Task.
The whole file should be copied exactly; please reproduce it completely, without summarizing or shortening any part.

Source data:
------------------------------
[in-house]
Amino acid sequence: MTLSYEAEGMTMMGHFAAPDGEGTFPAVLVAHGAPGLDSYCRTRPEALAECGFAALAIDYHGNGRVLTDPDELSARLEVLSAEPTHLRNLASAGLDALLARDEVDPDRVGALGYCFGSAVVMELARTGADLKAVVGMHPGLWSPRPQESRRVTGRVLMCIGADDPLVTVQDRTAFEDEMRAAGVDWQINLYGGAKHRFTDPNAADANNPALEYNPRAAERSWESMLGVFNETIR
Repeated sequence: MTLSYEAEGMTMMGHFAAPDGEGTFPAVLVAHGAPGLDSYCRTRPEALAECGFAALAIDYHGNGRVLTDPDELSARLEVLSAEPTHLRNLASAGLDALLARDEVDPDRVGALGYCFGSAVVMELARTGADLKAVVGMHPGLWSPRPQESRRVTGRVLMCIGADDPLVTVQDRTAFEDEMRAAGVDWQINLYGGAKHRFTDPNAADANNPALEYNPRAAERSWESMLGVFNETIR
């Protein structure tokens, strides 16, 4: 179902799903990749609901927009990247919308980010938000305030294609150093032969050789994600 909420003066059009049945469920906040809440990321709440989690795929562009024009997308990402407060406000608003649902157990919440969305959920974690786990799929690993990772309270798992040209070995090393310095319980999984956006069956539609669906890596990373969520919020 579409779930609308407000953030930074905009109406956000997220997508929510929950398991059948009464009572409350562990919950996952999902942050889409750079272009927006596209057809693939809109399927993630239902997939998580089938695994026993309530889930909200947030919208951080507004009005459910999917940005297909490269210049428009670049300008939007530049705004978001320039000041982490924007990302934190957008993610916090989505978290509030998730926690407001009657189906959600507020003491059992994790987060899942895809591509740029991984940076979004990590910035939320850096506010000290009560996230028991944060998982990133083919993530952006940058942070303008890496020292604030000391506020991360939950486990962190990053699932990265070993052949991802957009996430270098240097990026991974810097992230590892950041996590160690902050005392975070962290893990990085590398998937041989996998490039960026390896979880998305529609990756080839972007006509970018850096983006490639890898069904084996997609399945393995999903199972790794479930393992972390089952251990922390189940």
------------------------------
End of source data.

[in-house]
Amino acid sequence: MTLSYEAEGMTMMGHFAAPDGEGTFPAVLVAHGAPGLDSYCRTRPEALAECGFAALAIDYHGNGRVLTDPDELSARLEVLSAEPTHLRNLASAGLDALLARDEVDPDRVGALGYCFGSAVVMELARTGADLKAVVGMHPGLWSPRPQESRRVTGRVLMCIGADDPLVTVQDRTAFEDEMRAAGVDWQINLYGGAKHRFTDPNAADANNPALEYNPRAAERSWESMLGVFNETIR
Repeated sequence: MTLSYEAEGMTMMGHFAAPDGEGTFPAVLVAHGAPGLDSYCRTRPEALAECGFAALAIDYHGNGRVLTDPDELSARLEVLSAEPTHLRNLASAGLDALLARDEVDPDRVGALGYCFGSAVVMELARTGADLKAVVGMHPGLWSPRPQESRRVTGRVLMCIGADDPLVTVQDRTAFEDEMRAAGVDWQINLYGGAKHRFTDPNAADANNPALEYNPRAAERSWESMLGVFNETIR
């Protein structure tokens, strides 16, 4: 179902799903990749609901927009990247919308980010938000305030294609150093032969050789994600 909420003066059009049945469920906040809440990321709440989690795929562009024009997308990402407060406000608003649902157990919440969305959920974690786990799929690993990772309270798992040209070995090393310095319980999984956006069956539609669906890596990373969520919020 579409779930609308407000953030930074905009109406956000997220997508929510929950398991059948009464009572409350562990919950996952999902942050889409750079272009927006596209057809693939809109399927993630239902997939998580089938695994026993309530889930909200947030919208951080507004009005459910999917940005297909490269210049428009670049300008939007530049705004978001320039000041982490924007990302934190957008993610916090989505978290509030998730926690407001009657189906959600507020003491059992994790987060899942895809591509740029991984940076979004990590910035939320850096506010000290009560996230028991944060998982990133083919993530952006940058942070303008890496020292604030000391506020991360939950486990962190990053699932990265070993052949991802957009996430270098240097990026991974810097992230590892950041996590160690902050005392975070962290893990990085590398998937041989996998490039960026390896979880998305529609990756080839972007006509970018850096983006490639890898069904084996997609399945393995999903199972790794479930393992972390089952251990922390189940």